I’m also reading Ivy Compton-Burnett’s Elders and Betters at the moment, though I also have James Heriot’s All Creatures Great and Small on the go. Reading has been a bit slow. I’ve been feeling quite tired the last week or so, and not sure if I should mark it down as the last remnants of fatigue from surgery or from being so busy at work almost immediately after I came back from surgery. Probably the latter, I think.
It’s a damp, dreary day today – quite perfect for settling into an armchair and reading. And that is what I plan to do.
It sounds awfully cheesy (and awfully awful), but I have to say: it looks just like a strip of lawn, and it’s soft to stand on. Comfortable! And the closest thing you can get to a lawn when you live many stories above ground. And even better…it doesn’t need any mowing or watering, and when it gets windy, you just roll it up and put it behind the stacked chairs.
Yup. I’m ready for the warm weather.
So the routine of taking the bus to work in the morning and sitting for thirty or forty minutes to write is working quite well. So well that I’m thinking that I might just keep the bus ride up in the morning, and use that quiet time to keep working away at stories. I wonder if it’s just easier to justify this because of the effort it took to do the morning walk? Hard to say. I’m happily walking home in the afternoons, though, and enjoying the spring weather. Leaves are out, the tulips are up, and it looks like we’ll have lilacs blooming in a couple of weeks or so.
Allergy season is starting, so skipping the morning walk is not necessarily a bad thing there, either…
That, or I’ve got endless justifications. Silly, because I only need to justify it to myself, but that’s how I am!
(I bought another book for bus stop reading today, too – The Red Badge of Courage and Other Stories by Stephen Crane. So there’s another reason to take the bus in the morning for another month. That and the bus pass I bought…)
I did indeed spend the weekend breaking in one of my new bookmarks; I finished reading Elizabeth Gaskell’s North and South. It was quite a long book, but I enjoyed the writing, and the story was good. It seems to have quite a number of ties to Marx’s Capital, or at least I thought so. I’m still struggling through the first volume of that, and I wonder if socialism and political economy was something that writers in Gaskell’s period were quite familiar with? Maybe?
I was reading a Penguin Classics edition, and sadly missed the tiny warning at the start of the footnotes that cautioned ‘new readers’ and then promptly went on to spoil the story. While I fully appreciate that people might be using the book for papers, I think it’s tantamount to a crime when you give away a crucial plot point that’s yet to come in a footnote. Still, though, the footnotes were good, and the glossary at the back of the book was pretty helpful (‘clemming’ is something I learned about – it means starving or to suffer from hunger).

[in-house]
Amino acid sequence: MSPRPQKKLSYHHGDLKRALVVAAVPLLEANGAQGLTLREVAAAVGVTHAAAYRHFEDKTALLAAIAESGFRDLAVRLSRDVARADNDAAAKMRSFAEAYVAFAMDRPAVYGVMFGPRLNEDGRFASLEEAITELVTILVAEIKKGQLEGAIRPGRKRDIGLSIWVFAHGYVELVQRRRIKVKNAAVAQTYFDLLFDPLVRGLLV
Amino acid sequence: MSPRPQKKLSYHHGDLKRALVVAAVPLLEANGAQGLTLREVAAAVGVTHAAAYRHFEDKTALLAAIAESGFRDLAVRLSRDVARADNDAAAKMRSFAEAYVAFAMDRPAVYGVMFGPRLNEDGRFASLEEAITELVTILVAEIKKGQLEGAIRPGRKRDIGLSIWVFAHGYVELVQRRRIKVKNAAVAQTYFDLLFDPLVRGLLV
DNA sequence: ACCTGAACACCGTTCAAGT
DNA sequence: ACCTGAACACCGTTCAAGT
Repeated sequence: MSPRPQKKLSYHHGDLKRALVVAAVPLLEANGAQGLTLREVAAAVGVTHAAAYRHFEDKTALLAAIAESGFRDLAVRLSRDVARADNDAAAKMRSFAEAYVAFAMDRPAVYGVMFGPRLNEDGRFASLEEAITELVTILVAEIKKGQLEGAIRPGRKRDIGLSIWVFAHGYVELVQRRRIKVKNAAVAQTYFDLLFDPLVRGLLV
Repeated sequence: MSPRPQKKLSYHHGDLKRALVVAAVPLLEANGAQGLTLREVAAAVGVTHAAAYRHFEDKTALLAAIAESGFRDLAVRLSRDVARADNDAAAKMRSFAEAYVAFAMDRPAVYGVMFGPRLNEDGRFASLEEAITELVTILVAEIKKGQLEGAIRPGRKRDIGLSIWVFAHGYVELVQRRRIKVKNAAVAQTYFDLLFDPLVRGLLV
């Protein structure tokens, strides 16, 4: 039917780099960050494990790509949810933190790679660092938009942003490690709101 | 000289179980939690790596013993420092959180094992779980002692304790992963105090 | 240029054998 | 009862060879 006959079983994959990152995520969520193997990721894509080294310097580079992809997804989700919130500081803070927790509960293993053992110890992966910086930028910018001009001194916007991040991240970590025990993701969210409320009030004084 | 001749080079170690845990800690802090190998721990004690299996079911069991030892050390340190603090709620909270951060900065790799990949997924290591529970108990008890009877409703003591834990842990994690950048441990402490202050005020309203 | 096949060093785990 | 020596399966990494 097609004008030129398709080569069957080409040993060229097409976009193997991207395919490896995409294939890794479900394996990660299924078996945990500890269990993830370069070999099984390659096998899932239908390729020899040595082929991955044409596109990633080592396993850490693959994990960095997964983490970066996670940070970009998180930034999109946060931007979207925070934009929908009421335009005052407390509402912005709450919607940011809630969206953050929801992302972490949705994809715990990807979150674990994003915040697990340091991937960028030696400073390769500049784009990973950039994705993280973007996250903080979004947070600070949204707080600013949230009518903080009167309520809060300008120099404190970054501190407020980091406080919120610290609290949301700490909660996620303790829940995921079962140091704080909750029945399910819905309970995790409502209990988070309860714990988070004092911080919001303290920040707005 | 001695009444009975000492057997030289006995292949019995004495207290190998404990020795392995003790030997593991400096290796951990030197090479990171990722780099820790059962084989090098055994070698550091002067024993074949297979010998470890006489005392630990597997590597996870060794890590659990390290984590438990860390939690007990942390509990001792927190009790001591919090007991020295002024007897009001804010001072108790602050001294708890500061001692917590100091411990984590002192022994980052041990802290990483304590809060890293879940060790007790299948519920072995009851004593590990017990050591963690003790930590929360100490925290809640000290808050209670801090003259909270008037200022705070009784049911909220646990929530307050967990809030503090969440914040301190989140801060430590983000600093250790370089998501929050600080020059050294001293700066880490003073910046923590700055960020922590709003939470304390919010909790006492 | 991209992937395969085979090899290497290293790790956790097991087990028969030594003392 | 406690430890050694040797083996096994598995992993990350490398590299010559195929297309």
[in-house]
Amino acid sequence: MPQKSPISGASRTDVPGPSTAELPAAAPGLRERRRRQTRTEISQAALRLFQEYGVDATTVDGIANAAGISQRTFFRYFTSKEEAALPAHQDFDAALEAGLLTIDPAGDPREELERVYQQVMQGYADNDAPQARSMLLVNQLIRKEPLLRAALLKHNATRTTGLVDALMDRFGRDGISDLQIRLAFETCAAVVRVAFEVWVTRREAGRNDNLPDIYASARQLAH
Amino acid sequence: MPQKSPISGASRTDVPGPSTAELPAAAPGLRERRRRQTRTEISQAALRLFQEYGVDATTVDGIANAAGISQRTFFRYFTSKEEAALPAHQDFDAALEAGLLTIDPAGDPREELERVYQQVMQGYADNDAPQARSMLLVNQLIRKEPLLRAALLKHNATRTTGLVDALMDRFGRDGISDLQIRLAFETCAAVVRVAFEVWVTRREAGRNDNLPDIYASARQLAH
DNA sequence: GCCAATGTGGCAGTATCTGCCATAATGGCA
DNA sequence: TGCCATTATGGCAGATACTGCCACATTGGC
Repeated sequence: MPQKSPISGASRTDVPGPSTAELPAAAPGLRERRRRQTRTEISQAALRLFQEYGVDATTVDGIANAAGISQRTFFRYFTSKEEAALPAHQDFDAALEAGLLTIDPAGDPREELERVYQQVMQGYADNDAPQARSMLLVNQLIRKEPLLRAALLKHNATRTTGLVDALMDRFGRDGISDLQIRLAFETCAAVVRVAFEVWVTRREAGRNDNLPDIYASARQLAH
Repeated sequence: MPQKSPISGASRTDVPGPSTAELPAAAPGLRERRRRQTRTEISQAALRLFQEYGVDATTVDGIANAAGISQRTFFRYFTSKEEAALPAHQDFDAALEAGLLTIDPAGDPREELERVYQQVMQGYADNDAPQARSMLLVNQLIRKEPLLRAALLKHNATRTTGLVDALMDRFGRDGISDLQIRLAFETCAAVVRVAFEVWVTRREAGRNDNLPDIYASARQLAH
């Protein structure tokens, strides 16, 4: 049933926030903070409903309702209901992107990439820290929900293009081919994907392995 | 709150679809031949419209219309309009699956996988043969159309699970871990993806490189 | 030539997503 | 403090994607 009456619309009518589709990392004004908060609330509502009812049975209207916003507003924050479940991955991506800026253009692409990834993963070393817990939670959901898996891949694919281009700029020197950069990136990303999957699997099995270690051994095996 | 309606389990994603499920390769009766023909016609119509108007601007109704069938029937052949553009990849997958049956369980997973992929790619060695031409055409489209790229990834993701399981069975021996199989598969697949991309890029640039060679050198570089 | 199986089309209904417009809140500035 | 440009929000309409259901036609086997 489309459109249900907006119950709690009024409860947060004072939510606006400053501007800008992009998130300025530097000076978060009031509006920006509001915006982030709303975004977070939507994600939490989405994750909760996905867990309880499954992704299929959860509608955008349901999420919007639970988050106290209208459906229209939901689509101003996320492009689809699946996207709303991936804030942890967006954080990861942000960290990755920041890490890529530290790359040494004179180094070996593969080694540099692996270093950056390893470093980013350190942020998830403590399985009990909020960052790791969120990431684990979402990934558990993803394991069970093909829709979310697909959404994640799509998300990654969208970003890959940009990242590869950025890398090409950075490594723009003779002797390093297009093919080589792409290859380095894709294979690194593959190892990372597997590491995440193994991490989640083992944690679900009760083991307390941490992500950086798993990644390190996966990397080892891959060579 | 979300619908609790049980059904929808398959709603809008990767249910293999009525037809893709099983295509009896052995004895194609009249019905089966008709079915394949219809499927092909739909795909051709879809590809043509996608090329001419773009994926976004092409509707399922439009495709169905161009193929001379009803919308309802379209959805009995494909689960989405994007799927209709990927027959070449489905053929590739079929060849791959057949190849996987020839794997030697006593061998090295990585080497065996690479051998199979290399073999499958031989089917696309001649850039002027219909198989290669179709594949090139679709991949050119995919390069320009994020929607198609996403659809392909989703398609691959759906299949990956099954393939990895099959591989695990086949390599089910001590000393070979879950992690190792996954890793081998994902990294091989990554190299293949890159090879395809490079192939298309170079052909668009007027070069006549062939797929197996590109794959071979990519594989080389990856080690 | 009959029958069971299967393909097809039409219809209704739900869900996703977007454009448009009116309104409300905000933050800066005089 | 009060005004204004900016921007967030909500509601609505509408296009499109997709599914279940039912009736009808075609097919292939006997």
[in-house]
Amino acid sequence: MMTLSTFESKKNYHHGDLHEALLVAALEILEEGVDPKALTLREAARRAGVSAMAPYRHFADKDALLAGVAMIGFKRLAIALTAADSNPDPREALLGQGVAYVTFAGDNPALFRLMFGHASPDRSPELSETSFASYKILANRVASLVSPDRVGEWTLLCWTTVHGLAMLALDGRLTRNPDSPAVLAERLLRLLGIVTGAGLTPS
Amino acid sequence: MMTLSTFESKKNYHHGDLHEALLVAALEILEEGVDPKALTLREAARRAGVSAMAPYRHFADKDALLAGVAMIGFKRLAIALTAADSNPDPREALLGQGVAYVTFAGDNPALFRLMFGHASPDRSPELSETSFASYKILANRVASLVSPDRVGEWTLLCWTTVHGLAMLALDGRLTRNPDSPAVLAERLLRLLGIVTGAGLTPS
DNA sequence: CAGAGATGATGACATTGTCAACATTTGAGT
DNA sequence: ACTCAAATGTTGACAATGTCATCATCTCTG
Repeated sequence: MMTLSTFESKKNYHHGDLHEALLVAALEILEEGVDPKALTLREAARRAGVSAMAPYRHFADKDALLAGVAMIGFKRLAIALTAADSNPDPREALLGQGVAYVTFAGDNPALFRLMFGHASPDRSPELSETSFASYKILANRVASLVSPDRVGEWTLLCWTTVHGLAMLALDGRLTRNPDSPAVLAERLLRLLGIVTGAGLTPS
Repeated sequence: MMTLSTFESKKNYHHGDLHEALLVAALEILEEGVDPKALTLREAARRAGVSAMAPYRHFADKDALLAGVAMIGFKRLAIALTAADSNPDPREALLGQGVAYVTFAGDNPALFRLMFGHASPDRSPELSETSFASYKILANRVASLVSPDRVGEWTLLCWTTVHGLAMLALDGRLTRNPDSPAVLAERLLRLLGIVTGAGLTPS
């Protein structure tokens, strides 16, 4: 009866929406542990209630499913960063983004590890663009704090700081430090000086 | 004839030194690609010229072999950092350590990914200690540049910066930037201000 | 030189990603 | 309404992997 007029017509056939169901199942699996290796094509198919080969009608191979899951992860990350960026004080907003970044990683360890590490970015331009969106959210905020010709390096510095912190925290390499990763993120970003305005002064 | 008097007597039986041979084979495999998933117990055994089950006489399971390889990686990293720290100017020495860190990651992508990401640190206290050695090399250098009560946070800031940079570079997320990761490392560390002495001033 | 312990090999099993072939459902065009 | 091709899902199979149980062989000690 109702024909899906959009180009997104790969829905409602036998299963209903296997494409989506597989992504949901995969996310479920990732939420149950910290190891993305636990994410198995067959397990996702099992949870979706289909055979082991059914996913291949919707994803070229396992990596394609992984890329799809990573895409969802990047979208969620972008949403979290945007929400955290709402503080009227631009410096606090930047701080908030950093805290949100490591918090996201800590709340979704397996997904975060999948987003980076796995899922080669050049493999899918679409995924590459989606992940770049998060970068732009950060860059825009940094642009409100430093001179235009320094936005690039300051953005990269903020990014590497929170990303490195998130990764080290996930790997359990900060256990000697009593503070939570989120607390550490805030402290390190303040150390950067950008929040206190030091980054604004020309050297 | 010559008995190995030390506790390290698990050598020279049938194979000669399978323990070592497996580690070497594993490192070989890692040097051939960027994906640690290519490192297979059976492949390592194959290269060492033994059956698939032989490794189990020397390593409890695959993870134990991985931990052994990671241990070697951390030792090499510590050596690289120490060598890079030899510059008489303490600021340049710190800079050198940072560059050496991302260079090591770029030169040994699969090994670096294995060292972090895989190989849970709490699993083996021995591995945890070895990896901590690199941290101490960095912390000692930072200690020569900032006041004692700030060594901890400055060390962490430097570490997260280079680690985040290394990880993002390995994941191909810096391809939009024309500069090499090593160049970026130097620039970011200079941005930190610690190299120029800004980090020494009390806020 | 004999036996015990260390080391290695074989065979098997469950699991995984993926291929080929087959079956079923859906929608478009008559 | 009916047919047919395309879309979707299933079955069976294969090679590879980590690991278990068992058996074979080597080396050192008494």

It’s an excellent novel – a story of independence and courage, but also of hard times and deprivation. It wasn’t especially light-hearted and the love story was a bit rushed at the end, but I thought it was worth the time I spent reading it. I think I might read To Kill a Mockingbird next. I’ve got an Ivy Compton-Burnett novel out from the library but I left it at work, so I’ll pick up what’s close at hand for tomorrow’s bus stop reading.
It’s been a long, stressful week; terribly busy at work with a lot of things for me to do. It’s not lost on me – last year, I was brand new, watching everything and wondering how on earth I would learn everything. And a year later, I’m in charge of the stuff I was trying to figure out. It’s quite something.
So after the day I had today, I decided that I’d go home by way of Kensington to buy myself a bookmark at Pages. And perhaps a book to go with it. I’ve been buying up some books for spring reading this week; I’ve ended up with a happy little stack: To Kill a Mockingbird by Harper Lee, The City of Yes by Peter Oliva, Snowball’s Chance by John Reed, henderson the Rain King by Saul Bellow, Brighton Rock by Graham Greene, The Madonna of the Sleeping Cars by Maurice Dekobra, and Lord Jim by Joseph Conrad. Quite a hefty stack, actually. I’m reading Elizabeth Gaskell’s North and South right now (this was the book that demanded the bookmark in the first place; three of the books were found on a trip to the campus bookstore, and the rest this evening).
It was a nice trip down. I met Jocelyn – sent her a text and we decided to have dinner instead of just having coffee.
I had a lovely whole trout. It came lying on green beans (early beans, I think) and with a bowl of fries that had been fried in duck fat.
And since dinner was so good, we stayed for dessert.
Fancy donuts – also done in duck fat – with cinnamon and sugar, served with some honey and fruit.
It was a lovely visit, and a nice way to slow down and bring a hectic week to an end. I’m going to spend this rainy weekend reading North and South, breaking in that new bookmark.